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Sunday, October 2, 2022
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Hospital Becomes First in Texas to Perform New Heart Transplant Technique


50-year-old Yolanda Triplett with Hospital staff after receiving the heart transplant | Image from Medical City Heart Hospital

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A hospital in Texas has performed a heart transplant using a new technique called donation after cardiac death (DCD) for the first time. Medical City Heart Hospital did the procedure last Thursday, according to a news report by CBS 11.

The recipient of the transplant is identified as 50-year-old Yolanda Triplett. Per CBS 11, intense treatments for breast cancer caused damage to Triplett’s heart, and she had been waiting on the transplant list since 2014.

According to the CBS 11 report, Triplett’s recovery after the procedure was swift. She was out of bed as early as a day after the transplant and was able to walk.

Doctors hope the DCD heart transplant procedure will expand the donor pool, saving more lives. “Many patients become too sick and die waiting for a heart,” says Brian Lima, MD, surgical director of heart transplantation and mechanical circulatory support at Medical City Heart Hospital. Lima further explained that the new procedure would allow medical teams to care for more lives.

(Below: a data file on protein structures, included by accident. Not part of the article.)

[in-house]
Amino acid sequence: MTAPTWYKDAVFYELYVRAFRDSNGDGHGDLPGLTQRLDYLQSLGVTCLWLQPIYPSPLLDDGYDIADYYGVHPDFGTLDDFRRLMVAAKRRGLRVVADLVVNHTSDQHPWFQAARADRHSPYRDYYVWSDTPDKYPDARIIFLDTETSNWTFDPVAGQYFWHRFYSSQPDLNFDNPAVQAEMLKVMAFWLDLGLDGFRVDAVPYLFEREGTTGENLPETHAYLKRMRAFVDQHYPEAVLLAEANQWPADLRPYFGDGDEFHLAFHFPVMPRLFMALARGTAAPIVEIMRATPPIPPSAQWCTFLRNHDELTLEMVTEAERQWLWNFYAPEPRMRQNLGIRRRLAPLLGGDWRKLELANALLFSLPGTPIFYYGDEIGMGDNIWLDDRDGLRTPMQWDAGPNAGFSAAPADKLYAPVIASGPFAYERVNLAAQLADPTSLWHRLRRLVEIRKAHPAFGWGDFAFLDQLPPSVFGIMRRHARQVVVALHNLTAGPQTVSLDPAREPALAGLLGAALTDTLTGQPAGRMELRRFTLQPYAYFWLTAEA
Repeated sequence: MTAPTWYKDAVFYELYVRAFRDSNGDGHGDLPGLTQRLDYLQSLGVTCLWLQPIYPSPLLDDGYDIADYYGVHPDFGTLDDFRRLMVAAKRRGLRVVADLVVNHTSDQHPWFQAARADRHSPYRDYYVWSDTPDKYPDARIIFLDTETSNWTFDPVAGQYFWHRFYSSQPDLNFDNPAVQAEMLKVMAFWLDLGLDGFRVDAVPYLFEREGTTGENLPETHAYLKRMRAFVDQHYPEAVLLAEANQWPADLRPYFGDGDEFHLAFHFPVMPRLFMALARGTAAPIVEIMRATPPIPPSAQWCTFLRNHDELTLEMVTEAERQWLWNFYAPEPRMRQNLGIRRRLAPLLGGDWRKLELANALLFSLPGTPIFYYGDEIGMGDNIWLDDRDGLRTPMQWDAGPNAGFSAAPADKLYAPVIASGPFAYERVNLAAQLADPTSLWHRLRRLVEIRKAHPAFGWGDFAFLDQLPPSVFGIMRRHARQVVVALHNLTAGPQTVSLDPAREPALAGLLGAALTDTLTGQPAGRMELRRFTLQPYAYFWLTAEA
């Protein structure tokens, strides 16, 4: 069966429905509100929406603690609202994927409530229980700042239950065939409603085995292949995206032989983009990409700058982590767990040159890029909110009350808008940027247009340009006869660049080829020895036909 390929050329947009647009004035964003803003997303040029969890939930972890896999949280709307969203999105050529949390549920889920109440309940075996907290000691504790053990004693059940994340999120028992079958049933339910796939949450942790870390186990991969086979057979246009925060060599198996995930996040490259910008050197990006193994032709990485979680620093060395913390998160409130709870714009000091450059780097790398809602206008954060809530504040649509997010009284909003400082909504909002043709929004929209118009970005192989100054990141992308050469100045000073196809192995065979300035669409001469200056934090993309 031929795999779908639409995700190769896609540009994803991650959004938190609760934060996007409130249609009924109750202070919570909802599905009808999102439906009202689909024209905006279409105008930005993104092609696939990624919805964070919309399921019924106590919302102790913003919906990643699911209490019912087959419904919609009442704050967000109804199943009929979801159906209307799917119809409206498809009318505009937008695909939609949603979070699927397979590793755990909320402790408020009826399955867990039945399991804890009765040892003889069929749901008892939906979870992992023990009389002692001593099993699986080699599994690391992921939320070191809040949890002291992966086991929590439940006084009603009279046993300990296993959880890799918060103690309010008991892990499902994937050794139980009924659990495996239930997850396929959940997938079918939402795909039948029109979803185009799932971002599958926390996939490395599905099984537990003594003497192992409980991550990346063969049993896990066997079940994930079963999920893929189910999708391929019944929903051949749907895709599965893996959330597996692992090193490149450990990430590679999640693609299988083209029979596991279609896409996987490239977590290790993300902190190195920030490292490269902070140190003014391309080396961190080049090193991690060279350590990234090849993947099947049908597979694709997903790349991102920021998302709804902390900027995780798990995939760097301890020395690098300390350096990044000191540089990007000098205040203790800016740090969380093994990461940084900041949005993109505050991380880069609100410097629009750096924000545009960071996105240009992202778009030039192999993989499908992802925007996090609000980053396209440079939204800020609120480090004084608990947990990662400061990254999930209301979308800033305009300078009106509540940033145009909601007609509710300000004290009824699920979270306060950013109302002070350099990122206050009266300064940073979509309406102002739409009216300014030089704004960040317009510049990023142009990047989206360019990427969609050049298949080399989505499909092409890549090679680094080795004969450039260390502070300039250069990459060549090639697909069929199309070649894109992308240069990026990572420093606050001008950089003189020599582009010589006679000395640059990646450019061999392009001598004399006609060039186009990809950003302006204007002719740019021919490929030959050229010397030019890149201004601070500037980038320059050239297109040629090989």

With traditional heart donations, the donor must be formally declared brain dead, i.e., a person on life support has to irreversibly lose all brain function, specifically the ability to breathe on their own.

A potential donor’s heart would be ineligible for donation if the person’s heart stopped beating due to withdrawal of life support or natural causes, as there would be no way to preserve the organ outside of the body. Donors’ organs must be ‘alive’ at the time of the donor’s death.

With the new DCD heart transplant technique, a machine keeps the donor heart immersed in warm blood after being removed. This helps keep the organ ‘alive’ even after the donor is dead.

Per the CBS 11 report, the heart of the DCD donor at Medical City stopped after life support was withdrawn, causing them to suffer cardiac death.

Triplett expressed gratitude for the transplant, saying she had waited a long time for it. “I thought it would never come, and when it did, it hit me all of the sudden and I am so grateful for this wonderful gift,” she said, as reported by CBS 11.

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